Summer Udon

Cool foods in summer, simply prepared, and served casually, make it possible for us to survive this extraordinary heat.

Cooking once for two meals, planned leftovers, makes the time spent in the kitchen efficient. Sandwiches come to mind as a second chance meal. And noodles are quick to prepare and easily transform a meat dish into a lovely soup or salad sort of meal very different from the original.

Here you can see one of my favorite summer dishes: tori namban-zuke (chicken in spicy vinegar marinade) which I often serve with mashed sweet potatoes.

I’d planned to make sweet potato cakes, but we were hungry so I simply sliced the sweet potato. Its subtle nutty sweetness is a perfect foil for the spicy chicken.

The plate with the sweet red pepper slices in the center is a leftover pork chop which I’d baked with herbs, oil, and vinegar. (Ok, it was some vinaigrette salad dressing—I was cooking for only me that day and so was very lazy)

The chicken (see link to recipe above) is marinated after it’s cooked Not wanting to waste it, I used it for a noodle broth. To tone down its sourness, I used only half of the marinade and added a half packet of instant dashi dissolved in an equal amount of water. This brand is good: it has some of the smokey fresh ocean smell of home made dashi—
I sliced some lotus root to float in the broth, to add some crunchy texture to the noodle toppings. These are convenient to use, and are found in Japanese grocery stores in the refrigerated section.
Udon are Japanese noodles made with wheat flour, water, and salt. Udon can be lots of fun to make from scratch. It is a very heavy dough so to knead it efficiently, you put it into a large plastic bag and walk on it.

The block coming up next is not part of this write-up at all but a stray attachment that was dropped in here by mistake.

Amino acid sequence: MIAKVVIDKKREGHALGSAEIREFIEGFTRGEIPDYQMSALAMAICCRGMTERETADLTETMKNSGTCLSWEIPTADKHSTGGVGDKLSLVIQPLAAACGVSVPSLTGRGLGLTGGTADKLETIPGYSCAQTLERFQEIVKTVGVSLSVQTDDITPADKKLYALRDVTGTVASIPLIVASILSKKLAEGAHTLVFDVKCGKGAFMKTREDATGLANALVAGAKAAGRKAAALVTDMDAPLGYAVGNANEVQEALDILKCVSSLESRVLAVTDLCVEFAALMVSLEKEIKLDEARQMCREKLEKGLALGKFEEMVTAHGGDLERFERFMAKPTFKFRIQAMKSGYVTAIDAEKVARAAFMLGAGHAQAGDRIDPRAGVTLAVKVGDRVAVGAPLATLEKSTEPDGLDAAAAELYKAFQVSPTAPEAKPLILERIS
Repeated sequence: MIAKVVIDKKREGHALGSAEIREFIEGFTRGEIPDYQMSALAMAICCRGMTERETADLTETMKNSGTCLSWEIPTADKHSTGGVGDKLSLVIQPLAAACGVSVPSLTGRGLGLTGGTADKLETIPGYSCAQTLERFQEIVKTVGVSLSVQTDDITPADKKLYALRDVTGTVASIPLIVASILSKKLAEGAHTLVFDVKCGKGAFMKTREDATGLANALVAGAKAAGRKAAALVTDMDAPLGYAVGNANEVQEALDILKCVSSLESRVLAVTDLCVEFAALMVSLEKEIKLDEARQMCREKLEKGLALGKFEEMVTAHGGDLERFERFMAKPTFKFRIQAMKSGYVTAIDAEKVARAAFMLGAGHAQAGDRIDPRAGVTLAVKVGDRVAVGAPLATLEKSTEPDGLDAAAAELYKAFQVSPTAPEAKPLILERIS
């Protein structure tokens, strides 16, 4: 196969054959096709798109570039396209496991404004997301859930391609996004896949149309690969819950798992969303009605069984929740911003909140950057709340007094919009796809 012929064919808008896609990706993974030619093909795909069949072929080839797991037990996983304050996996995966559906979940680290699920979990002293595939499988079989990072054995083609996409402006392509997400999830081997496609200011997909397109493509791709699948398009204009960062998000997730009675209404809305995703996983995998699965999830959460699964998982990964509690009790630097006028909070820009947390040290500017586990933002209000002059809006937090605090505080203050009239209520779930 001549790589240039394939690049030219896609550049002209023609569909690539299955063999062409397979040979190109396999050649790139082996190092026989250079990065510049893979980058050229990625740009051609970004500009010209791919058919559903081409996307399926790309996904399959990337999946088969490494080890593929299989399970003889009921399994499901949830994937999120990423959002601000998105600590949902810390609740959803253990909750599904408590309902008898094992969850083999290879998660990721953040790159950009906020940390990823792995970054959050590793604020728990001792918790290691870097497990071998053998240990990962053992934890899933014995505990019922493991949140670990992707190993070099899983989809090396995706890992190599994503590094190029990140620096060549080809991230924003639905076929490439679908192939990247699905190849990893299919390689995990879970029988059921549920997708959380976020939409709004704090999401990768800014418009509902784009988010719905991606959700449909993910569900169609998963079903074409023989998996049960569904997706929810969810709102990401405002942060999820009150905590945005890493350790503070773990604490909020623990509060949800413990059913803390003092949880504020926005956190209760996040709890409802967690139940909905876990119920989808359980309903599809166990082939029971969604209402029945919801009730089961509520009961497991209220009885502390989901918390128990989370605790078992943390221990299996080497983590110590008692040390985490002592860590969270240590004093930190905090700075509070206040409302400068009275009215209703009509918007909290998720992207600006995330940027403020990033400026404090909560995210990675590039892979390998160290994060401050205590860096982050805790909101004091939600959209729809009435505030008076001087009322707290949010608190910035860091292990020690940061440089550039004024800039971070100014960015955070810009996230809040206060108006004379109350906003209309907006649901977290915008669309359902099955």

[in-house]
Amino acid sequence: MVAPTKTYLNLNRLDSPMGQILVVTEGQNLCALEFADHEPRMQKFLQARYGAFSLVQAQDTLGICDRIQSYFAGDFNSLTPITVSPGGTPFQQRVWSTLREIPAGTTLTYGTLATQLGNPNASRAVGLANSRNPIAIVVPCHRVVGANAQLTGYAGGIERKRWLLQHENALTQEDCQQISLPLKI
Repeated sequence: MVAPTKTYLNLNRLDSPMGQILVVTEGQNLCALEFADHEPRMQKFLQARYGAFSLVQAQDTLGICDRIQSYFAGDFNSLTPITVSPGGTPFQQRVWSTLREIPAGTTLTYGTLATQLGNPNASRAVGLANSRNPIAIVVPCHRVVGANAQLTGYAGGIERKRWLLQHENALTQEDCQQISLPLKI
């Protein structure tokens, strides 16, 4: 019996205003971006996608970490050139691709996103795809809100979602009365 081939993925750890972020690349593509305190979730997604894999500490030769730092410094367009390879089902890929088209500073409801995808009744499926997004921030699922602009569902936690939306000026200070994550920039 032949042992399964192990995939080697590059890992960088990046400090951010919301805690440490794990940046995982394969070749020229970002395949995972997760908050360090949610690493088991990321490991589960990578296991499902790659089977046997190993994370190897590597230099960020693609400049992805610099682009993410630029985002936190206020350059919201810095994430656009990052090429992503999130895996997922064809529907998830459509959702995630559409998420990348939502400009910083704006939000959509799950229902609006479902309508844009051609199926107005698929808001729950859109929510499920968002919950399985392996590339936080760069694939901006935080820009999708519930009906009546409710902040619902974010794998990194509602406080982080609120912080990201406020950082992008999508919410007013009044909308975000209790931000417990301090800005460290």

Usually, though, I use frozen or dried udon which are readily available in local Asian stores. Most recently, the udon I’ve been buying have come from the small Korean grocery store near my house. I bought this package of udon at Tsai Grocery. If you can find this brand of udon you will agree that it is especially delicious.

I’ve wondered for years why Asian noodles are commonly called on their English labels as “alimentary paste” which sounds unappetizing.

Until recently, the U.S. government required a noodle to contain flour, water, and eggs to be rightly called a noodle. Since most Asian noodles aren’t made with eggs, this left them without much of an identity. The FDA permitted names like “alimentary paste” and “imitation noodles,” but Asian noodle producers–from the birthplace of the noodle no less–could not use the n-word. The government finally relented, and we can now use the name “Asian noodles.”
from The Cook’s Thesarus

Dear Mikey! You can call him anything except late for dinner…

3 thoughts on “Summer Udon

  1. Mikey looks a little surprised that the table is not set at his place.
    Your Summer food looks fresh and light and cooling and the lotus root delicate and crisp. Perfectly perfect!

    • Hi Carolyn,

      Yes he does look as if we called him too late.

      LOL but that is my chair. And this meal was casually served for just my daughter and me. She’d just come to Michigan from California and it was a “girls’ night in!”

      Never fear, Mikey has his own chair and he’s so sweet and well-mannered, never putting his paws on the table but looking so very much interested in the dinner conversation (or something), that we share with him.

  2. Pingback: Barbarian Chicken: be prepared! | Tess's Japanese Kitchen

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